Liberty Matters

Heterodox Reformers

David Wootton raises a point that is pertinent not only to discussion of the Levellers, but also of past political thought and activism in general — what kind of vocabulary and labels should we employ in describing and analyzing these phenomena, and what kinds of analytical categories? As he says, there is a great danger of anachronism and the cardinal fault of presentism, but at the same time, this is unavoidable.
One question this raises with regard to the Levellers is how to understand them, their thought, and their politics in religious terms. I agree with the point David made both in his shorter conversation piece and his original response: that we should understand their ideas and radicalism as fundamentally religious in nature. That is, they came out of answers to questions such as the nature of the relation between the individual and God; the order, nature, and governance of the Church; and the nature of both salvation and the Christian life. Clearly most of the Levellers came from the radical end of Protestantism, or Puritanism as it is usually called. Like David I think Walwyn was a possible exception to this, his latitudinarianism being so pronounced that he effectively moved out of that kind of discourse; he seems more like later figures such as Anthony Collins. For Overton and, even more, Lilburne it makes sense to see them as Reformed Christians of a particular cast. In that connection it is worth bearing in mind a point made by Rachel Foxley: that the people we can definitely identify as Levellers were members of a wider group of radical Protestants such as John Goodwin, Milton, Henry Marten, Hugh Peter, and Katherine Chidley (who probably should be counted as a Leveller). The Levellers can be seen as the members of that wider group who drew specific kinds of political conclusions from their shared outlook.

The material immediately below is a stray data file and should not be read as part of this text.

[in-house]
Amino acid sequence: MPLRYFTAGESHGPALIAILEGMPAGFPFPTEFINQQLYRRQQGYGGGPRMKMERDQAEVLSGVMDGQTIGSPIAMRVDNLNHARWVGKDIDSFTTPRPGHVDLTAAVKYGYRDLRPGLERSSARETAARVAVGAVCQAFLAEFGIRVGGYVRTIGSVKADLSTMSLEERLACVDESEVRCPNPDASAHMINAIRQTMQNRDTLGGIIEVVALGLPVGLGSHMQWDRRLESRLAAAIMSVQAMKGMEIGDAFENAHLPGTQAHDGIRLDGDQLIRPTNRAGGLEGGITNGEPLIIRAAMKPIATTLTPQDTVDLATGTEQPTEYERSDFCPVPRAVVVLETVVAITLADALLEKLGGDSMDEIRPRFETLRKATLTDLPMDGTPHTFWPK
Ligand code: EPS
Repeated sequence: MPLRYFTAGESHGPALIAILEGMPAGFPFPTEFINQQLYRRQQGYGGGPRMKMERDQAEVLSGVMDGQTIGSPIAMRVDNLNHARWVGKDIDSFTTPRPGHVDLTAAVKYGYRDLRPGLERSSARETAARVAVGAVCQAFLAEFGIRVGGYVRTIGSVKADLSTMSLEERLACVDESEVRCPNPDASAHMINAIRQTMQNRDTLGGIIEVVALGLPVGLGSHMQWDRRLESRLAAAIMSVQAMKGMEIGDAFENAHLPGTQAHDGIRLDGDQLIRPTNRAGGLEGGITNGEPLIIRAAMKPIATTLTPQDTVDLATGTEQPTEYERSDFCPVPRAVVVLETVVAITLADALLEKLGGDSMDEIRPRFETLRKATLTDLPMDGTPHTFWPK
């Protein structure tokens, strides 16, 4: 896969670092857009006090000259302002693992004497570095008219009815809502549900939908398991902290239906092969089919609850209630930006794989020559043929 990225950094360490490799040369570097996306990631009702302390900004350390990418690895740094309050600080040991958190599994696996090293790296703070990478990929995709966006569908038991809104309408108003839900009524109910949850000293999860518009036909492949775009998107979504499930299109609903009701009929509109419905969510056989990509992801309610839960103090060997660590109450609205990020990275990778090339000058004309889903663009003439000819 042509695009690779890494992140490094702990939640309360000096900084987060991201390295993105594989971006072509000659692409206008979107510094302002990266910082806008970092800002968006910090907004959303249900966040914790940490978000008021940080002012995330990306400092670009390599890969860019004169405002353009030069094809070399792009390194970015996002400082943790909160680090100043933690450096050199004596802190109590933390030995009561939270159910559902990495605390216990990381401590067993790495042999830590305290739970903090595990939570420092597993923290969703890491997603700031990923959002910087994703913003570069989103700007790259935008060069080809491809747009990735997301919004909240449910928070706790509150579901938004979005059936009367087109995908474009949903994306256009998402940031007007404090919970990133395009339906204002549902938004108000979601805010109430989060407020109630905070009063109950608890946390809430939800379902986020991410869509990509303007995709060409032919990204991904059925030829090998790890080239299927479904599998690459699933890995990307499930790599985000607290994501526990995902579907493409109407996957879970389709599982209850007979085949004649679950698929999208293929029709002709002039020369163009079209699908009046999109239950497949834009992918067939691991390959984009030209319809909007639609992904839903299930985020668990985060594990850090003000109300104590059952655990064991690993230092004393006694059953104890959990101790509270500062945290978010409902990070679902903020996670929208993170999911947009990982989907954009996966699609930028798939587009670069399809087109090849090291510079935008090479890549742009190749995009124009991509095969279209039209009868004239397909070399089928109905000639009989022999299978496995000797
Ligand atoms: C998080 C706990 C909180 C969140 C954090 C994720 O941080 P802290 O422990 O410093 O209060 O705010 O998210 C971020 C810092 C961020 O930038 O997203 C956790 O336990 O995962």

What specifically reformed beliefs can we discern among the Levellers and the wider group they were part of that produced radical political action and generated arguments that are still thought relevant today? One thing to note is that all of them were heterodox and skeptical not just of the arguments of the Caroline Divines, but also of standard Calvinism. Thus Goodwin was an Arminian, Overton a Baptist and a mortalist. The contrast can be seen in comparing the arguments of Levellers and fellow travellers to those of orthodox Puritans such as Prynne. One way of identifying people who belonged to this "set" is to see who were among the targets of Thomas Edwards's polemics. There are three particular ideas I would emphasize.
The first is the common Puritan idea of conversion as a process of self-discovery and self-realization. The idea and practice led to introspection and self-awareness, which in turn produced psychological individualism. The central aspect of that was the idea of a personal and ultimately subjective search for truth and salvation. For Levellers and others this meant a wide-ranging toleration of competing beliefs and practices because of the impossibility of establishing consensus or of evaluating the outcome of one person's conclusions over another's. It meant there could not be a visible and identifiable elect and reprobate since that status was ultimately known only to God. One conclusion was the view that Lilburne argued in several of his writings (e.g., The Just Defence of John Lilburne): that the search for truth produced a duty for all individuals to resist improper or unlawful acts by the authorities.
The second is the ecclesiology shared by all of the Levellers and many others on the radical wing of the parliamentary side: that of Independentism, or Congregationalism. This voluntary principle, as it came to be called later on, had obvious implications for the organization of the political order of a Christian commonwealth as well as its ecclesiastical structure.
The third was a view that David alludes to when speaking of Lilburne's references to God's law: the idea that ultimate sovereignty and law pertain to and come from God, but that crucially there is no institutional intermediary between God and the individual believer. (There was, for most at that time, an implicit intermediary between women and God, but even that is not clear for the radicals). Given that the personalism of the Levellers and others meant there was no clear knowledge of what God had decreed for human order and no authority to define it, human institutions must derive from and be created by individuals by a process of delegation and self-binding. It is this that under the political pressures of armed conflict and collapse of authority produces the new ideas about representation that Rachel emphasizes.